Hello! Kenny, the designer behind MONSTROUS here, and I’m thrilled you’re checking out our project!
Let me tell you a bit about the beginnings of this awesome book.
The Most Forbidden Lore: Horse Lore
Any story of MONSTROUS has to begin with Kyle. You might well know that this book has its roots in Kyle’s YouTube channel, Map Crow, and his Building Better Monsters series. In each episode of the series, he takes a good hard look at a classic fantasy monster and thinks about how to breathe new life into it.
When he set the goal of building a book with similar aims, I was lucky enough to have just met him. In fact, my “audition” for taking on the project was writing a 5e statblock for a hilarious (read: “horrifying”) horse creature with hands for…everything, which Kyle and Amber created in a frenzied art jam.
Believe it or not, this statblock was part of the reason I got to work on MONSTROUS. Truly a miracle. It also might be why we started this book in the context of 5e, though it wouldn’t last long.
A Brief Flirtation with 5e
And so, MONSTROUS began with a strong 5e sensibility. We always planned to have sections discussing the essence of each monster, its goals, how it interacts with the story and the world. But the monster itself would be a fully-fledged 5e-compatible statblock.
And…it just didn’t feel right. And this surprised us, because Building Better Monsters, the spiritual forebear of MONSTROUS, was very much about D&D monsters.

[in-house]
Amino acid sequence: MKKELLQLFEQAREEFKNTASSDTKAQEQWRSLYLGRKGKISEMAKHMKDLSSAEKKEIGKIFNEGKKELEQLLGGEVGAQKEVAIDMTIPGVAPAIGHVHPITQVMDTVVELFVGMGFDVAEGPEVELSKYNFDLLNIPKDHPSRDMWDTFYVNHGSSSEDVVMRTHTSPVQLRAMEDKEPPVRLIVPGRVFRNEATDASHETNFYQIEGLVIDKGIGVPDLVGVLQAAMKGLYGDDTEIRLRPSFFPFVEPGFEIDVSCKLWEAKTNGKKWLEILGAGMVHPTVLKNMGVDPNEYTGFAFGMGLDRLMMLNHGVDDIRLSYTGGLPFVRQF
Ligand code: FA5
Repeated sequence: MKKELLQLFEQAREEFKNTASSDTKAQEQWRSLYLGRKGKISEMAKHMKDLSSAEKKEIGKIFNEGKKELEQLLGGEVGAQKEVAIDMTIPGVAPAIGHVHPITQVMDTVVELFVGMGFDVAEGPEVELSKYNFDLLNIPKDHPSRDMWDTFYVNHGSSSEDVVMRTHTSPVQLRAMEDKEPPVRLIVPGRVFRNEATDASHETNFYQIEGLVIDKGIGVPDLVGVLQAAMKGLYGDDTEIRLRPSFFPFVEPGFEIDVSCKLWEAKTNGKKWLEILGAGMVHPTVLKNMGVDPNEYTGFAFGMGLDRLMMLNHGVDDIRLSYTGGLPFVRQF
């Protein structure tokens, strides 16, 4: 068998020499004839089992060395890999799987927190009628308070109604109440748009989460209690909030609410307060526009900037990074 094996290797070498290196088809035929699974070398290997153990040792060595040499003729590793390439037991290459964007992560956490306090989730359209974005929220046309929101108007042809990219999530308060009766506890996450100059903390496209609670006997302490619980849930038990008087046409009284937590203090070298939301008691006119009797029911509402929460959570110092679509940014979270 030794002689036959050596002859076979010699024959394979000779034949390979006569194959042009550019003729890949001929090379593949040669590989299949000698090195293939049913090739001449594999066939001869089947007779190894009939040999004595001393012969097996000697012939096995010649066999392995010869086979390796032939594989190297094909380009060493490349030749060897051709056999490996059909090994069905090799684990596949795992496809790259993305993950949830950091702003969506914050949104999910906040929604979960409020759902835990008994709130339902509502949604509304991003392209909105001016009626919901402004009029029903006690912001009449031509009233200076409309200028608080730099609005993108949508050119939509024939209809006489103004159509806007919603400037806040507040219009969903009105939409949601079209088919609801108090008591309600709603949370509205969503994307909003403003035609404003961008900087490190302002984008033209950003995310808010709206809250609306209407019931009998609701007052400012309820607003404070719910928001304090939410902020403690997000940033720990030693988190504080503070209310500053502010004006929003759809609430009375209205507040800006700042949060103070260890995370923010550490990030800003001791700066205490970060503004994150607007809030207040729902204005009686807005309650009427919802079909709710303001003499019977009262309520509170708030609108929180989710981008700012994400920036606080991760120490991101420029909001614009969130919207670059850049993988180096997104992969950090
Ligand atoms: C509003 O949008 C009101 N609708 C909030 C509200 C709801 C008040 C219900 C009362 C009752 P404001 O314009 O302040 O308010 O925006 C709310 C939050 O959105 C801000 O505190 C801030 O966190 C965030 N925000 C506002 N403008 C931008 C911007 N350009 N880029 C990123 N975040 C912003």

But when we actually got down to design, it was like pulling teeth! And this is from people who are hip deep in TTRPG mechanics all the time. It wasn’t a problem with 5e, we realized, it was a problem with fit. Rather than sweating how to translate our vision of monsters into specific mechanics, we needed to focus on story first and give GMs the tools to bring these stories and these monsters to life.
So Why System-Neutral?
Ultimately, we realized that going system-neutral made the most sense for MONSTROUS by a long shot, offering the following advantages:
It allows us to focus on narrative. We knew from the beginning that we wanted this book to be all about story: how to build compelling monster mythos and make them meaningful in game. Going system-neutral meant we couldn’t hide behind ability scores and status conditions. We actually had to get narrative with our monsters.
More people will be able to use it. Going system-neutral means that pretty much any fantasy TTRPG system can make use of this book.
It’s easier to design with. I dig a game where I don’t have to look up a ton of statistics, scores, conversions tables, and graphs every time I want to play. The fill-in-the-blank style of the core monster worksheets helps you create flavorful abilities that have clear in-game effects without the need for a ton of math.
It does what it says on the tin. For me, the best TTRPG design is such that when you read it, you know what it does, no need to elaborate. I loved the challenge to hit this level of design, and I think it delivers the best experience for getting excited about monsters and making them a truly MONSTROUS presence in a game.
That’s all for now. Join me for future Making Monstrous posts where I’ll be digging into specific monster designs!